The Rashomon Cycle
“You see these various versions of the story and you are never told which is true and which isn’t true. This leads you to the proper conclusion that it is all true and none of it is true. So, it becomes a poem.” (Robert Altman)
The Rashomon effect, which itself has become a widely recognized English term, refers to significantly different perspectives on and interpretations of the same dramatic event by different eyewitnesses.
The Rashomon effect, a phenomenon studied in the arts and social sciences, occurs when the same event is given contradictory interpretations by different individuals involved. The effect was named after Akira Kurosawa’s 1950 film Rashomon, in which a murder is described in four contradictory ways by four
witnesses. In the film, a samurai is killed under mysterious circumstances. Four people give contradictory reports about the crime. In particular, the samurai’s wife claims that she was sexually abused by a bandit, fainted, and then awoke to find her husband dead; the bandit claims that he seduced the wife and challenged the samurai in a battle to victory or at least to an honorable death; the woodcutter, who may have been an onlooker, claims that he witnessed the rape and murder but was not involved; and the dead samurai’s spirit claims that he committed suicide. The Rashomon effect is not only about constructing different versions of the world based on differences in perspective; it occurs when such differences appear together with the absence of evidence to assess any version of the truth, plus “the social pressure for closure on the question.”
There is however a second way to view the Rashomon effect. It is the naming of an epistemological framework, or ways of thinking, knowing, and remembering, required for understanding complex and ambiguous situations on the small and large scale, in both the routines of everyday life and its extraordinary moments.
Because differences in perspective are ubiquitous, and the Rashomon effect is not, it cannot be these differences alone that establish the Rashomon effect. In contrast, it is the conjunction of these elements, plus their strong interaction, that make up the Rashomon effect. That means the Rashomon effect is a combination of a difference of perspective and equally plausible accounts, with the absence of evidence to elevate one above others, with the inability to disqualify any particular version of the truth, all surrounded by the social pressure for closure on the question.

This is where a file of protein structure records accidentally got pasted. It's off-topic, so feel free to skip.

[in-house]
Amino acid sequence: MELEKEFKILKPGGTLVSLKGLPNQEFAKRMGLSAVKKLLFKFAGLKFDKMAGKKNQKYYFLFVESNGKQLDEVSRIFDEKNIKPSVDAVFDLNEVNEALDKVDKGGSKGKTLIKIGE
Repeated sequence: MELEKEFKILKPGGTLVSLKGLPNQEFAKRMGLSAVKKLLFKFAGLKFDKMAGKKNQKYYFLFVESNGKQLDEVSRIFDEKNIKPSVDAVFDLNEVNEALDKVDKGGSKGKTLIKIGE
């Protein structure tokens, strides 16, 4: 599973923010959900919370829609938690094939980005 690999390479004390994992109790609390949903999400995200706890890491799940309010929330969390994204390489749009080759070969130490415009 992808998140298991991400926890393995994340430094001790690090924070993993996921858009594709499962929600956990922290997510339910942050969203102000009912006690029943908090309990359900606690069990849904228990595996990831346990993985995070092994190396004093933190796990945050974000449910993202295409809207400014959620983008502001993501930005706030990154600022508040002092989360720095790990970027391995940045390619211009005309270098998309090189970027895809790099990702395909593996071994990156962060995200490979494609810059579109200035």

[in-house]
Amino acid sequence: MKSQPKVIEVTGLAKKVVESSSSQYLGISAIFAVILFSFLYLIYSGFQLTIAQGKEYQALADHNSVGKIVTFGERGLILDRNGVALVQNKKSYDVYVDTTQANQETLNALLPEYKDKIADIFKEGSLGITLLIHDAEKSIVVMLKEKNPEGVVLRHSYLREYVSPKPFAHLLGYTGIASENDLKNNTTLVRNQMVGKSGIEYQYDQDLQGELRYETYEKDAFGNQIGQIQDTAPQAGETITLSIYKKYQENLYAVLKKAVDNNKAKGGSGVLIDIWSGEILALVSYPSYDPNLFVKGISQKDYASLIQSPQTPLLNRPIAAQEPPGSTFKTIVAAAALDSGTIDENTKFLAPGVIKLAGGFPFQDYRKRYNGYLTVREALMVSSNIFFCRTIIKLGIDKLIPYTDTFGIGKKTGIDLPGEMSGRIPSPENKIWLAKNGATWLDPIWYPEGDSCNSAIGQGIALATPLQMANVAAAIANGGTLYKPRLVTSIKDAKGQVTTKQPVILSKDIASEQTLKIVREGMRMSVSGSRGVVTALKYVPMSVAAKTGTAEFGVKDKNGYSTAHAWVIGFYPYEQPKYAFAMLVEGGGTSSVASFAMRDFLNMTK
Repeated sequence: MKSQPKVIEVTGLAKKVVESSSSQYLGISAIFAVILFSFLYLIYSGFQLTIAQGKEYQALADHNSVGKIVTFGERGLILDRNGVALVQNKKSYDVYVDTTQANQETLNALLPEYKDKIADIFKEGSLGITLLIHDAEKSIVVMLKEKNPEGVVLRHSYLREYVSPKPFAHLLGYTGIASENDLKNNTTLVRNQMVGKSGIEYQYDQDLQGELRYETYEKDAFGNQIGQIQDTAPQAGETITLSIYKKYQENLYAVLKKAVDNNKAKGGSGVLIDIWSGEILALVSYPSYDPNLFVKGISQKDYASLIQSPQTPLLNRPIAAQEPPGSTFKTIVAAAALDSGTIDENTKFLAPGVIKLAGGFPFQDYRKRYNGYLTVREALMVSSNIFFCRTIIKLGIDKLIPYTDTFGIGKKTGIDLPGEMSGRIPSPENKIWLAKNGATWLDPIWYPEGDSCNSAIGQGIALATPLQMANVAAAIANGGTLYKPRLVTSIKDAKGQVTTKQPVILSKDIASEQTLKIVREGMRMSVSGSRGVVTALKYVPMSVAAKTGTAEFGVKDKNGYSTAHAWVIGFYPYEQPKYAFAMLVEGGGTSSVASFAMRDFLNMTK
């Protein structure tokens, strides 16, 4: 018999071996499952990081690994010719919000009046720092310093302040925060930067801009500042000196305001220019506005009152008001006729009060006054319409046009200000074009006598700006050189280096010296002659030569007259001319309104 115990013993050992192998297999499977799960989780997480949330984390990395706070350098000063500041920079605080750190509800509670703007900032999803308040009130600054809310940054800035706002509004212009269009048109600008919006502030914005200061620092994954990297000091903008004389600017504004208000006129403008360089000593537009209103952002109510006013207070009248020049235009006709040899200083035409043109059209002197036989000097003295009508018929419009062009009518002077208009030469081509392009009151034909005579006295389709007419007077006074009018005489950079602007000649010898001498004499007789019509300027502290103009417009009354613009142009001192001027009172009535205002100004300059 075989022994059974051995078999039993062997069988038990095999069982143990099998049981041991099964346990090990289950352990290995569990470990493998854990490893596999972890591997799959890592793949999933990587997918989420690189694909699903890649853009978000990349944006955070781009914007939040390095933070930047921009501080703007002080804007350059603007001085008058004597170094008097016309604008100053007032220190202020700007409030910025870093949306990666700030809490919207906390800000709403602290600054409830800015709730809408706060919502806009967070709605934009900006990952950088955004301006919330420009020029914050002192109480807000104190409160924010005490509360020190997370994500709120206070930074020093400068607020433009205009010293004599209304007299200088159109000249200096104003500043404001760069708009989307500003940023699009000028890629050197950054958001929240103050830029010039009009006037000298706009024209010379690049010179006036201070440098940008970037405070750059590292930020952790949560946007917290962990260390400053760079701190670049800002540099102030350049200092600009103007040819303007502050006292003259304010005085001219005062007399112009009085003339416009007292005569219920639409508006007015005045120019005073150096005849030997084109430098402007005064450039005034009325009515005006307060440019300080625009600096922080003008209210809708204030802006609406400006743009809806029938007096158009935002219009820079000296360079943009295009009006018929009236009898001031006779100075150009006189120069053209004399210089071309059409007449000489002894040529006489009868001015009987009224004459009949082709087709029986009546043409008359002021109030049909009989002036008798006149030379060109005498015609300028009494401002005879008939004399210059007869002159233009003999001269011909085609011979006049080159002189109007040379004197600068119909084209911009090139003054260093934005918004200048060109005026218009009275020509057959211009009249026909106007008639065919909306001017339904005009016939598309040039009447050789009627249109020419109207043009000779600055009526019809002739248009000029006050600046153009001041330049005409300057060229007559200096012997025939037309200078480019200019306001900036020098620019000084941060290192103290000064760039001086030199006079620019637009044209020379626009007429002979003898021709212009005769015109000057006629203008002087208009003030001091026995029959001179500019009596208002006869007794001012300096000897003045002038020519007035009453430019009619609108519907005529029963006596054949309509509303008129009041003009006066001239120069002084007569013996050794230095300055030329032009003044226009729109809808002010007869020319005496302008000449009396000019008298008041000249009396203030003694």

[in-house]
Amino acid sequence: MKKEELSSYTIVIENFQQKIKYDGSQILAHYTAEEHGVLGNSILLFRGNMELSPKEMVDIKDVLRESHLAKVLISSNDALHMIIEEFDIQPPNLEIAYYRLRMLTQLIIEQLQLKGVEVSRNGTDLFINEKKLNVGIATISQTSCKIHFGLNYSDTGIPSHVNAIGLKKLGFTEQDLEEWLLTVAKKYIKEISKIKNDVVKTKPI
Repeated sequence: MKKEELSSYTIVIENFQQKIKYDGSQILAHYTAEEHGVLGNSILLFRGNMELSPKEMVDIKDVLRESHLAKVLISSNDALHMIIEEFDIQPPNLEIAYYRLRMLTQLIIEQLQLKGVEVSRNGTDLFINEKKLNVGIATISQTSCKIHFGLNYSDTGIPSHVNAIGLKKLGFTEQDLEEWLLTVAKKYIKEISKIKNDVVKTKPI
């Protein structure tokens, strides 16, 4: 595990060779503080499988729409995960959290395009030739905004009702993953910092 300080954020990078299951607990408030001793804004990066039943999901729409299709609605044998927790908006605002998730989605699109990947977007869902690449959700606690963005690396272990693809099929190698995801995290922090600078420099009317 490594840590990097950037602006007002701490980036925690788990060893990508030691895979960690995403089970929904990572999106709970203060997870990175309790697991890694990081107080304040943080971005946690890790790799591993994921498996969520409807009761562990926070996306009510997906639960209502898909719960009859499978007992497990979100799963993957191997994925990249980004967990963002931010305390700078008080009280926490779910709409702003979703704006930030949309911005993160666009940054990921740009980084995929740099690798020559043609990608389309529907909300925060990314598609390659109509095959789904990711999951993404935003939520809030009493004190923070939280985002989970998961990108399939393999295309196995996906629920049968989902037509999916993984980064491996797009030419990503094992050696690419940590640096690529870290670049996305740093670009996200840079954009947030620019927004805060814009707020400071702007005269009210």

Take for example the question of how to run the economy of a modern liberal state. Put in the success or failure of several democratic states, add the income inequality, plus the level of personal freedom, etc, present all the different views on this issue and you encounter the more complex version of the Rashomon effect, the one we are interested in this cycle. It is not anymore about: What did you see? But about: How do you see it?
To go back to Kurosawa’s film, what is compelling about the facts in Rashomon? Ask yourself whether this story would have become legendary if the body in the forest had been the bandit’s body. Cinematically this might have been quite effective, but would either of the other two principals, the samurai or his wife, have claimed responsibility for killing him? Would the dead man’s spirit accept responsibility for his death, as the nobleman does speaking through the spirit medium? Socially we know that the judge listens carefully to the testimonies because this nobleman’s body is more important than a bandit’s. Of course, the bandit’s body would have been important to his competitors, his loved ones or relatives (he says he is not married), and more probably to his former victims. But socially, in the twelfth century as in the mid-twentieth century, when Kurosawa made the film, as in today, most bandits commanded more fear the respect. What if the body had been the lady’s body? How compelling would that be?
We raise these hypothetical questions to remind us that the Rashomon effect does not occur just anywhere. It is not simply the absence of facts that brings it into being, nor simply the appearance of different versions of the truth. Moreover, the absence of facts does not itself produce different versions of the truth. The Rashomon effect occurs when interests, culture, and power converge to fix our attention on closure, to propel us to ask for explanations, and to expect to get them, soon. When elements of authority are involved, such as judges representing the state or politicians representing certain political parties, these expectations are more tangible. That is what we mean by compelling. Yet the other ingredients of the effect have to be present, in a strongly interacting relationship.
There was and still is, although in a shaky condition, a consensus that there should be a singular definition of the truth about our reality, even though we might have reasonable disagreements as to what that truth is. However, the Rashomon effect is about the conflicting desires of the human condition; we want a single reality while holding fast to our subjective interpretations.
The Rashomon effect shows up in many intellectual undertakings that deal with contested interpretations of events with disagreements and evidence for them, or with subjectivity/objectivity, memory, and perception. We come to terms with these complex situations through dialogue and negotiation, through communication. It is precisely this dialogue of opposites that we would like to stage in our cycle using the Rashomon effect method of both storytelling and analysis.